Taylor Schwarzkopf is originally from Boise, Idaho. He is interested in the stories and lives of New York’s dwindling working and middle classes. His work is currently focused on the histories of the men and women of the Transport Workers Union Local 100. Taylor is interested in adding to the collective body of 20th Century New York City and working class history through the lens of this particularly “New York” group. He has been a New Yorker since 2003.
Lance C. Thurner recently completed a PhD in Latin American History at Rutgers University with a dissertation addressing the production of medical knowledge, political subjectivities, and racial and national identities in eighteenth- and nineteenth-century Mexico. He is broadly interested in the methods and politics of applying a global perspective to the history of science and medicine and the role of the humanities in the age of the Anthropocene.
Lance was recently named a National HWW Predoctoral Fellow for the Humanities without Walls consortium and is a regular contributor to the New Books Network podcast series on Science, Technology and Society.
Lance came to OHMA in 2008 after spending two years participating in the rebuilding process in New Orleans after Hurricane Katrina. Building off that experience, his Masters Thesis addressed the possibilities for community-building and intersubjective exchange in the wake of climate change induced disaster.
Allison Tracy-Taylor began her work in oral history in 2002 at the University of Nevada Oral History Program (UNOHP), eventually interviewing for a multi-year project on the history of women’s athletics at the University of Nevada. Returning to the UNOHP as its coordinator in 2009, Allison served as one of the editors for the resulting book We Were All Athletes: Title IX and Women’s Athletics at the University of Nevada.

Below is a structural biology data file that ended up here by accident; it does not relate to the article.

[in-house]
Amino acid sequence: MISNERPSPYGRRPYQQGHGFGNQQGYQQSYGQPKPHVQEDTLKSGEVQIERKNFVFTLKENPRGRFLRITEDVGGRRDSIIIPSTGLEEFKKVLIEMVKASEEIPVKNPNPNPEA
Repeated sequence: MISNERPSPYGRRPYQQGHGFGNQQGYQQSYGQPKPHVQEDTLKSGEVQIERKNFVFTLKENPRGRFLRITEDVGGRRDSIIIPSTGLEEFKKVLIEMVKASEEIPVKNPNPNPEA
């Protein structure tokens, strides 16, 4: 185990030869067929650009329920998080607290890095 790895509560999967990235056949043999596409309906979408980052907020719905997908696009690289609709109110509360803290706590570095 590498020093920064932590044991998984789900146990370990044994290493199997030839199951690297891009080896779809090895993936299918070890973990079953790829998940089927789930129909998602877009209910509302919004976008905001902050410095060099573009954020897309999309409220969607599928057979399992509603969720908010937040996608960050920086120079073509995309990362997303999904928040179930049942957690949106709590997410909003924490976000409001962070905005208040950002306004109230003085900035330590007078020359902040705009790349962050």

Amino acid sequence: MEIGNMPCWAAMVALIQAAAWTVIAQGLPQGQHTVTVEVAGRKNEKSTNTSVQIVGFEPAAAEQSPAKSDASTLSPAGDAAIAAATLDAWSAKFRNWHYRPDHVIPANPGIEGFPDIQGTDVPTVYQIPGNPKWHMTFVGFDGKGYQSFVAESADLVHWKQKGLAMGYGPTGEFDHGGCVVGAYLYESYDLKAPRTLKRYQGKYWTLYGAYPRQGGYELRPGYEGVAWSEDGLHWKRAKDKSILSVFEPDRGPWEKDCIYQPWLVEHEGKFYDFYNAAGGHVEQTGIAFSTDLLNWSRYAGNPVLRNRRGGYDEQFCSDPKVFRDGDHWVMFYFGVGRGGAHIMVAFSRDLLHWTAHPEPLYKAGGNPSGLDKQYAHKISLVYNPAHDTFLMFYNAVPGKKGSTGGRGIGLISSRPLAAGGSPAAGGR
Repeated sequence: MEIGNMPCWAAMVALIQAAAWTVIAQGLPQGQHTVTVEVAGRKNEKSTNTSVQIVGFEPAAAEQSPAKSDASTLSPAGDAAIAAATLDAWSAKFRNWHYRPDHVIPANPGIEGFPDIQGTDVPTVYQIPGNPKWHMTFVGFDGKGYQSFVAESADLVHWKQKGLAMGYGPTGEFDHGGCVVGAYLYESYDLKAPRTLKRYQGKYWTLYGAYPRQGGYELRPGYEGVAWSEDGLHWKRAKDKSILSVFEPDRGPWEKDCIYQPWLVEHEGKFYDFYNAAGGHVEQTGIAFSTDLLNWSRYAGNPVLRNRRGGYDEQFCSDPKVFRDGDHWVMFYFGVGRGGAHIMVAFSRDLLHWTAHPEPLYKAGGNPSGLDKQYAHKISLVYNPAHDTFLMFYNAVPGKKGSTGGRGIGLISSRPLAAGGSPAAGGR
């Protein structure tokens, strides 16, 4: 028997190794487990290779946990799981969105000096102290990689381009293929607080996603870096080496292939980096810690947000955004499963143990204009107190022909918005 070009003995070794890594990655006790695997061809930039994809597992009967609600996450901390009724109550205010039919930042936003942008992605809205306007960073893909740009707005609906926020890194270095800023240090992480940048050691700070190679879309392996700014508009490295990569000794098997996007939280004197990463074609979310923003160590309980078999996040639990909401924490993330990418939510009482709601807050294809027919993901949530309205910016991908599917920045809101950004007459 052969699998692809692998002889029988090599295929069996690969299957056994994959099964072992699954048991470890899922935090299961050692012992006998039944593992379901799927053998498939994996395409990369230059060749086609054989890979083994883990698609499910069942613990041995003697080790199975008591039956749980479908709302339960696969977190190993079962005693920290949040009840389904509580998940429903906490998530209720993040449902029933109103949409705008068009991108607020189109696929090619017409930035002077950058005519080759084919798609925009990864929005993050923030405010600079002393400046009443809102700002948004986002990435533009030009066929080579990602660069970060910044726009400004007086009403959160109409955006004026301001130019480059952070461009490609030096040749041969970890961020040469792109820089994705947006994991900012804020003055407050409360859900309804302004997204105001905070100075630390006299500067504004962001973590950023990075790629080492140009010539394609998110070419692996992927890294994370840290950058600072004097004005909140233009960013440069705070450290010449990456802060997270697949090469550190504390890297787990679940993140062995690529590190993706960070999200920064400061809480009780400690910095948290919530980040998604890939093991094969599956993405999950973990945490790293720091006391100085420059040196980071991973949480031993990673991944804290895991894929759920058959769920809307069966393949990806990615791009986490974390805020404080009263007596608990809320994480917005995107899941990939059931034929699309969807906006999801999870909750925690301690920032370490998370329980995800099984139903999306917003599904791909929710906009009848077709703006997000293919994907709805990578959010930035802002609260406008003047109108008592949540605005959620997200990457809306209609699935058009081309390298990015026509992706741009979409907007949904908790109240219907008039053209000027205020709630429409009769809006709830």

In 2008 Allison joined the first cohort of students at Columbia University’s Oral History Master of Arts Program. Her research culminated in her masters thesis entitled "I began marching: Reclaiming Narrative with the Voices of Women Organizing Project".
In 2012 Allison became the oral historian for the Stanford Historical Society, working to document Stanford University’s history through the stories of prominent faculty members and administrators. In addition to interviewing, she managed a corps of volunteers and served as the program’s senior oral history mentor.
In 2015, Allison joined the Kentucky Historical Society (KHS) as the oral history administrator. In this position she supported the efforts of the Kentucky Oral History Commission (KOHC), the only commission of its kind in the United States. She provided outreach, education, and technical support to oral history projects throughout Kentucky, managed the KOHC’s grant program, and collaborated to manage KHS's extensive oral history collections.
In 2017, Allison left the KOHC to work as an independent oral historian based in Sacramento, California. She is currently working with the California State Library to develop a website that will feature oral histories about the state’s history and heritage, particularly highlighting the diversity of California.
Allison currently serves as the 2018-2019 Vice President for the Oral History Association (OHA). In October, 2019 during the OHA’s annual meeting in Salt Lake City, she will become the President of the Association, serving in this role for a year. She previously served on the OHA’s Council from 2015-2018, the Education Committee, and has served on the Program Committee for the multiple annual meetings. Allison is also a member of the Southwest Oral History Association (SOHA) and has served on SOHA’s scholarship committee. In addition to an M.A. in Oral History from Columbia University, Allison holds a B.A. in English Literature and Sociology from the University of Nevada.
A native of suburban New Jersey, in 2000, Ryan White earned a BA from St Lawrence University in Multidisciplinary Studies focusing on the effects of Globalization in Latin America and Social Movements. After graduating, he became deeply involved in what is referred to as the Anti-Globalization Movement from Vermont where he was living. This is where his interest in radio and independent media began. The interest in radio is what eventually lean him to Columbia's Oral History MA. Ryan took his movement experience and applied it to his thesis which was based on interviews conducted with six individuals involved in that movement. After graduating from Columbia, Ryan returned to his home in Portland, OR where he is in the process of developing a small oral history business.